Epidemiological impact of prolonged systematic use of topical SDD on bacterial colonization of the tracheobronchial tree and antibiotic resistance
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To evaluate the effect of the prolonged systematic use of topical SDD (tobramycin 80 mg, polymyxin E 100 mg, amphotericin B 500 mg) on ICU ecology as expressed by changes in tracheal colonization and bacterial resistances.
Prospective microbiological survey.
Polyvalent ICU of a 2000 beds general hospital.
Data concerning bacterial strains isolated from the tracheo-bronchial aspirates of all the patients admitted to a polyvalent ICU over 3 consecutive periods of 12 months ('88, '89, '90) were prospectively entered in a database and subsequently analyzed. During a 3-year period 502 patients required artificial ventilation for more than 72 h and 332 of them ('89 and '90) were treated with SDD. All samples collected within 72 h from ICU admission were excluded as well as duplicate samples from the same patients.
All the patients admitted to the ICU in '89 and '90 and submitted to artificial ventilation for at least 24 h were routinely treated with topical SDD without i.v. antibiotic prophylaxis; in '88 SDD was not empoloyed.
Measurements and results
Criteria for collecting sputum samples and microbiological procedures remained unchanged troughout the study-time. Positive sputum were significantly less in '89 (80.8% versus 92.3%p<0.001) and this was due to a very sharp decrease in the isolation of Gram-negative strains from 43–28% (−64%p<0.0001) involving both:Enterobacteriaceae (−45%) andPseudomonaceae (−77%). In 1990; however, a new increase in Gram negative was observed, although the overall amount of Gram-negative was still 49% lower in '90 if compared to '88 (p<0.0001). A dramatic increase inPseudomonas isolation was the only factor responsible for the “rebound” observed. An increasing percentage ofPseudomonas developed a resistance towards tobramycin and only 45% ofPseudomonas strains turned out to be sensible to tobramycin in '90 against 79% in '88. A similar trend was registered for all aminoglycosides with the exception of amikacin. Gram-positive colonizations tended to increase (+63%) (p<0.0001) and this was mainly due to Coagulase negativeStaphylococci (+290%p<0.0001) andS. pneumoniae, whereasS. aureus isolations decreased (−18%) but not significantly.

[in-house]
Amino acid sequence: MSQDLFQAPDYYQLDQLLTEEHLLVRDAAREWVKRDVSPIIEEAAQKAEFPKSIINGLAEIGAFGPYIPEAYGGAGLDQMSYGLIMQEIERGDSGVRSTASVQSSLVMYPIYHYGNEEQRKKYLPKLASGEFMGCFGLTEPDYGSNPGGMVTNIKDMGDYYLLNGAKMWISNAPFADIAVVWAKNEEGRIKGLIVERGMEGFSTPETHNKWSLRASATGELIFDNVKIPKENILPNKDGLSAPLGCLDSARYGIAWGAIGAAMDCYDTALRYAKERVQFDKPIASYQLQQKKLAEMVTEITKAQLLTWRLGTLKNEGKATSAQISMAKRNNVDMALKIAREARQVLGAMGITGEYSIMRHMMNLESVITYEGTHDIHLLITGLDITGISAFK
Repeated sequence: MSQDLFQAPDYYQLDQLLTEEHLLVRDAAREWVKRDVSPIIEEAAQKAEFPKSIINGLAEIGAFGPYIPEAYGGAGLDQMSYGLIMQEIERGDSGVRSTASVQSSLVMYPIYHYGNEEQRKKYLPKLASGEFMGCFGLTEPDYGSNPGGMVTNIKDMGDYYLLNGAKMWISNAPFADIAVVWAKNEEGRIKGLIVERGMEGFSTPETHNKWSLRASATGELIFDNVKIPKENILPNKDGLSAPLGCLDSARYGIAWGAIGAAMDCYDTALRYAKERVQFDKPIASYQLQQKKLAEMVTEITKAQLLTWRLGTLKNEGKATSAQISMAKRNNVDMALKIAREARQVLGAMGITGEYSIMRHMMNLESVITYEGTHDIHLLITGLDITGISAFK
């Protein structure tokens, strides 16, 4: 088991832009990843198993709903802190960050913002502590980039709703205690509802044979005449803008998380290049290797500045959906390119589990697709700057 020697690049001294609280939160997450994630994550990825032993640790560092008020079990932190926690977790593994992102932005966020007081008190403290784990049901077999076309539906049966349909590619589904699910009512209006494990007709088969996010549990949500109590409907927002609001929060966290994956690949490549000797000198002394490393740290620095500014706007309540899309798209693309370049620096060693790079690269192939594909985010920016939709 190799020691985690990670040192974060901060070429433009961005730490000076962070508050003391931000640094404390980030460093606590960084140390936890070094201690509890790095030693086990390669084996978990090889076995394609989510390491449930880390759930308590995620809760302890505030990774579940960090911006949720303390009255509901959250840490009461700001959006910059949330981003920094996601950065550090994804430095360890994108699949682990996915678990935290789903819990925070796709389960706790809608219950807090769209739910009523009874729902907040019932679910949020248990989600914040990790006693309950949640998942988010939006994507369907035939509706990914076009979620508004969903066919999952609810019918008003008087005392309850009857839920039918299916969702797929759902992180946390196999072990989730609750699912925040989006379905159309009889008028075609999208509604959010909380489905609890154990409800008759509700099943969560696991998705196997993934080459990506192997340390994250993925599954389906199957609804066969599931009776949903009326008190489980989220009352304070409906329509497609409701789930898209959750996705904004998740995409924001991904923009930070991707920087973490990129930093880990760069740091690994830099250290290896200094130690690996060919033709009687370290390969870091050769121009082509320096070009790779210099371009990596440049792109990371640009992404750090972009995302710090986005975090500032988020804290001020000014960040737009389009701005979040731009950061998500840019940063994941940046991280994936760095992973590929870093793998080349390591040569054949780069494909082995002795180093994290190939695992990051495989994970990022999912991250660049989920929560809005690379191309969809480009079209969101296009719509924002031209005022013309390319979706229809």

Our data suggest that the prolonged use of SDD is associated with dramatic changes in ICU ecology: the incidence of Gram negative colonization is significantly diminished by SDD whereas Gram positive tend to increase.Pseudomonas developed an increasing resistance towards tobramycin one of the components of the SDD formula we used.
Key wordsSelective decontamination of the digestive tract (SDD) Intensive care unit (ICU) Bacterial colonization Tracheobronchial aspirates Antibiotic resistance
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